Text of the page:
Abdulazeez graduated from Red Bank High School in Chattanooga, where he was on the wrestling team. He subsequently earned an engineering degree from the University of Tennessee at Chattanooga in 2012 and worked as an intern a few years ago at the Tennessee Valley Authority, the federally owned utility that operates power plants and dams across the South.

He was conditionally hired as an engineer at the Perry nuclear power plant near Cleveland and spent 10 days there before he was let go in May 2013 because he failed a background check, said Todd Schneider, a FirstEnergy Corp. spokesman. Schneider would not say why he failed the screening.

Later on Friday, a federal official who had been briefed on the matter told The Associated Press that Abdulazeez was dismissed because he failed a drug test. The official spoke on condition of anonymity because of the ongoing investigation.

For the last three months, Abdulazeez had been working at Superior Essex Inc., which designs and makes wire and cable products.

In April he was arrested on a drunk driving charge, and a mugshot showed him with a bushy beard.

'As Americanised as anyone else'

Karen Jones, who lived next to the family for 14 years, said she was somewhat surprised by his appearance last weekend when she saw him walking with another man in woods behind the house, where he liked to shoot pellet guns at a red target suspended in a tree.

“He had this big beard, which was not how he used to be,” Jones said. She said he was typically clean-shaven.

The women of the family always wore head coverings in accordance with their Muslim faith, Jones said, and the father works for the city of Chattanooga. Two women led away from the home after the shootings Thursday were also in headscarves.

Sam Plank graduated from Red Bank High two years before Abdulazeez but hadn’t crossed paths with him since 2006. “Obviously something has happened since then,” he said. “He was as Americanised as anyone else. At least that’s what it seemed like to me.”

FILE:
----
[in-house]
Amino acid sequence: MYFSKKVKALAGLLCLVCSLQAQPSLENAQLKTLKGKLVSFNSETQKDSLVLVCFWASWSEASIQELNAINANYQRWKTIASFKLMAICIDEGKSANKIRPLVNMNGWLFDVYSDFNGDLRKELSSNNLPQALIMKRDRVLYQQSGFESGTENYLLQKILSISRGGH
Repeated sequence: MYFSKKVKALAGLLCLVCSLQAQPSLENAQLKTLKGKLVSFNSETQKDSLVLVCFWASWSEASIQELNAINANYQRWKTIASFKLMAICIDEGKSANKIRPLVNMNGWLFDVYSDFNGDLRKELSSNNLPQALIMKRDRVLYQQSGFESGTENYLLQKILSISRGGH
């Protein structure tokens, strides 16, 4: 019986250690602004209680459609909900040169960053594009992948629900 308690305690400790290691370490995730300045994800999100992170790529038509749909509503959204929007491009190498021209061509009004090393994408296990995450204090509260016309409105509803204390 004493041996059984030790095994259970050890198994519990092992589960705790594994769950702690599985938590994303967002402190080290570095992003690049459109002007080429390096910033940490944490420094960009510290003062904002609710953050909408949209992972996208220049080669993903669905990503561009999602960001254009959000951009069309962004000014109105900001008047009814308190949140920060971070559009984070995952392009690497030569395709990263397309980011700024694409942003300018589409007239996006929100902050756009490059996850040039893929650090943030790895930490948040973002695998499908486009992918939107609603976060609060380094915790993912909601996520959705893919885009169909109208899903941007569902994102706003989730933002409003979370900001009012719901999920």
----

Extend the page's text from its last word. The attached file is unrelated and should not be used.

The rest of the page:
Another Red Bank High graduate who knew him, Hussnain Javid, said Abdulazeez was “very outgoing”, adding: “Everyone knew of him.”

Javid, a 21-year-old student at the University of Tennessee, said he occasionally saw Abdulazeez at the Islamic Society of Greater Chattanooga, but the last time was roughly a year ago.

Fears of lone-wolf attacks

For months, US counterterrorism authorities have been warning of the danger of attacks by individuals inspired but not necessarily directed by the Islamic State group. Officials have said they have disrupted several such lone-wolf plots.

A federal law enforcement official said authorities were searching Abdulazeez’s computer but had not found an extensive online presence and had not uncovered any evidence he was directly influenced by the Islamic State group. The official was not authorised to discuss the case publicly and spoke on condition of anonymity.

The dead were identified Friday by the Marines as Gunnery Sergeant Thomas J. Sullivan of Hampden, Massachusetts; Staff Sergeant David A. Wyatt of Burke, North Carolina; Sergeant Carson A. Holmquist of Polk, Wisconsin; and Lance Corporal Squire K. “Skip” Wells of Cobb County, Georgia. Sullivan, Wyatt and Holmquist had served in Iraq, Afghanistan or both.

General Ray Odierno, the US Army’s top officer, said that security at military recruiting and reserve centres will be reviewed, but that it is too early to say whether they should have security guards or other increased protection.

Odierno said there are legal issues involved in allowing recruiters to carry guns. And he said the centres need to be open and accessible to the public.

(FRANCE 24 with AP and REUTERS)